Schumer giving more time for bipartisan talks on guns

Senate Majority Leader Charles Schumer (D-N.Y.) said Tuesday he is encouraging a bipartisan group of negotiators to keep working on a compromise proposal to respond to recent mass shootings in Buffalo, N.Y., and Uvalde, Texas.

The Senate Democratic leader said last month he would give Senate Republicans only a short amount of time to agree to compromise legislation and warned if they do not strike a deal, he will force a vote on Democratic-crafted gun-control legislation. 

On Tuesday, Schumer indicated he thinks the talks are making enough progress to give them more time.  

“I’m encouraging my Democratic colleagues to keep talking, to see if Republicans will work with us to come up with something that will make a meaningful change in the lives of the American people and stop gun violence,” Schumer said on the Senate floor.  

“Making real progress is very important. Sen. [Chris] Murphy [D-Conn.] has asked for space to have the talks continue, and I have given him the space,” Schumer said. “I look forward to discussing the status of those talks with my colleagues today.”  

Murphy, the lead Democratic negotiator on gun legislation, said he would answer colleagues’ questions about the talks at the weekly Senate Democratic luncheon Tuesday. However, he noted, “I don’t think I’ll be presenting anything [to the caucus.] We’re just not ready.”  

Murphy met with the lead Republican negotiator, Sen. John Cornyn (Texas), and Sen. Kyrsten Sinema (D-Ariz.) for more than two hours in Sinema’s office Monday evening to discuss ideas to curb gun violence.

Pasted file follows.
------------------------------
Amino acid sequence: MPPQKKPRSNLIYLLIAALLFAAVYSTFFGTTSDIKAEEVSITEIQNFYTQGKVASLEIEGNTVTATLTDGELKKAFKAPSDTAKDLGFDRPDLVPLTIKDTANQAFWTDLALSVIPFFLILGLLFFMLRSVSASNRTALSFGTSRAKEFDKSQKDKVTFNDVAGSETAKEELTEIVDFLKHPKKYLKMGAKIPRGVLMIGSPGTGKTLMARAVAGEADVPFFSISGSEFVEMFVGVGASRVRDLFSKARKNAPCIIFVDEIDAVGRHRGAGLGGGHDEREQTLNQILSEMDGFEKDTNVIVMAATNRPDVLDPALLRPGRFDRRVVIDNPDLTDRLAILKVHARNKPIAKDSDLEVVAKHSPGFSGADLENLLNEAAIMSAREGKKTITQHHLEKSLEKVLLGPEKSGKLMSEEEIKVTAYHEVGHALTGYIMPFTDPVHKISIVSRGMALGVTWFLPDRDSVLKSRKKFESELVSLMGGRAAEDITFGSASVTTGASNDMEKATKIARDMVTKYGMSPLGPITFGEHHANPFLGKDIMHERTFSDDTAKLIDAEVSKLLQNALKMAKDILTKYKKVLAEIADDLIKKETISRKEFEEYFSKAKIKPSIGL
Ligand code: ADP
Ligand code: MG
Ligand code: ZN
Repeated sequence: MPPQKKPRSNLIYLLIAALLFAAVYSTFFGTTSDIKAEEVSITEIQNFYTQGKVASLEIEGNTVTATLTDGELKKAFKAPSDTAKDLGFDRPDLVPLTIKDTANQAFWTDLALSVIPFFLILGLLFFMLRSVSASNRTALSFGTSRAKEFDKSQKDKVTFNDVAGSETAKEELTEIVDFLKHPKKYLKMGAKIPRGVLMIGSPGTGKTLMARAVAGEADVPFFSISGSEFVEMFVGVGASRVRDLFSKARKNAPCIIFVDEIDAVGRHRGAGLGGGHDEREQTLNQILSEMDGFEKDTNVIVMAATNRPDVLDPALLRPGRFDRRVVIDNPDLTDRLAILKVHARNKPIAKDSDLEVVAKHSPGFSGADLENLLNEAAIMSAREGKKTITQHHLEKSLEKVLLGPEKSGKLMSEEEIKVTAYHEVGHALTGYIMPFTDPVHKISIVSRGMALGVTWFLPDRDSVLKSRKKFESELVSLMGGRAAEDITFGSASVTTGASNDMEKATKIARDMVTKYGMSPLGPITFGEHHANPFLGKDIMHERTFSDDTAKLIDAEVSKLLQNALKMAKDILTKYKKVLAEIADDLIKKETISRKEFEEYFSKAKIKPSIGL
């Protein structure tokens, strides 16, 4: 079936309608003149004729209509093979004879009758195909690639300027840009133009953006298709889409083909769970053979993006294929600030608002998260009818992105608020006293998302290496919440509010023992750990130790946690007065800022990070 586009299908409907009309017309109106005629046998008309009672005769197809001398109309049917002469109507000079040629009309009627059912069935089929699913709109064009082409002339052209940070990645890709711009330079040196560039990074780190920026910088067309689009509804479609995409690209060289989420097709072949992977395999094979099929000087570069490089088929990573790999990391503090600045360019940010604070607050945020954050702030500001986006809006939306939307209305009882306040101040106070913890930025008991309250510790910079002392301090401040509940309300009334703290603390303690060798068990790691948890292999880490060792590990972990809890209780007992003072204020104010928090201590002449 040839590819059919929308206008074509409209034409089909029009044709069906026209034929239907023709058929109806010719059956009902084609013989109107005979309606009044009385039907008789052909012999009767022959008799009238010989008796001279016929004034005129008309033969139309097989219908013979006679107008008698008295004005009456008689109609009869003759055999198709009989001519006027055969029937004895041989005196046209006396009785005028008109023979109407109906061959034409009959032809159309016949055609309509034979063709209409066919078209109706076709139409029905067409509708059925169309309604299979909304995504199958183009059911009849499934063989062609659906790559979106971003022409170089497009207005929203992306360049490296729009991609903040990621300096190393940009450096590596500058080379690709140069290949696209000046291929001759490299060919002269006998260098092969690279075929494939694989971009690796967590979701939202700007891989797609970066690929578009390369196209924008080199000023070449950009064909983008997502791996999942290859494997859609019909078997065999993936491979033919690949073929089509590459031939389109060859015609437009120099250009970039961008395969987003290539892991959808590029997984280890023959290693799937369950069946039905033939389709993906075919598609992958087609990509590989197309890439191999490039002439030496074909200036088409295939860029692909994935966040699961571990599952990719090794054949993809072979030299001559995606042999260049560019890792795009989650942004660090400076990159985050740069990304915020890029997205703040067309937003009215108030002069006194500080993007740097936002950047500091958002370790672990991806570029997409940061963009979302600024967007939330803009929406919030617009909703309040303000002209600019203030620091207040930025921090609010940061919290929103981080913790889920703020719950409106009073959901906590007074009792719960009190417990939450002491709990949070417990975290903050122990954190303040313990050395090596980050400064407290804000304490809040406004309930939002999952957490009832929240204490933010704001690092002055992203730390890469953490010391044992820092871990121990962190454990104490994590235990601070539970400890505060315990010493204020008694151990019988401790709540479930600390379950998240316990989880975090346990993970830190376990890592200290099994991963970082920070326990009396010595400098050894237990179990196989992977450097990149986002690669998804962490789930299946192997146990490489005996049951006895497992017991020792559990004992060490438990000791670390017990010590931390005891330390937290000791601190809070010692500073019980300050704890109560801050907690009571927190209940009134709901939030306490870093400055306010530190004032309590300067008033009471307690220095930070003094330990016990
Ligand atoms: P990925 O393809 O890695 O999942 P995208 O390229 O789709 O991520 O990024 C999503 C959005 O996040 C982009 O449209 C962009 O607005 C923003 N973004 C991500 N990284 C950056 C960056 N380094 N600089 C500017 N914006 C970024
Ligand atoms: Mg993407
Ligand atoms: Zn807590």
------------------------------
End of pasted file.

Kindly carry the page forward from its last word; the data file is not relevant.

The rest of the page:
“We continue to make progress on narrowing and refining the scope of the package. I think we have work to do with our colleagues this week to make sure what we’re talking about can get 60 votes. I think it can. I think what we have on the table now can be a consensus package,” Murphy told reporters.

“Obviously it’s not close to what I want but it’s meaningful,” he said, acknowledging that proposals to require universal background checks or a ban on assault-style rifles and high-capacity magazines won’t be included in any bipartisan deal. 

The White House announced that President Biden would meet with Murphy on Tuesday morning to discuss the Senate negotiations.

Cornyn said on Monday that proposals to prohibit assault-style rifles, raise the minimum age for purchasing such rifles to 21 and ban high-capacity magazines are off the table.  

Instead, the negotiators are looking at proposals to encourage states to establish red flag laws to take guns away from people who are deemed to pose a threat to themselves or others. The senators are also discussing requiring or encouraging states to provide juvenile crime records to the federal background check database.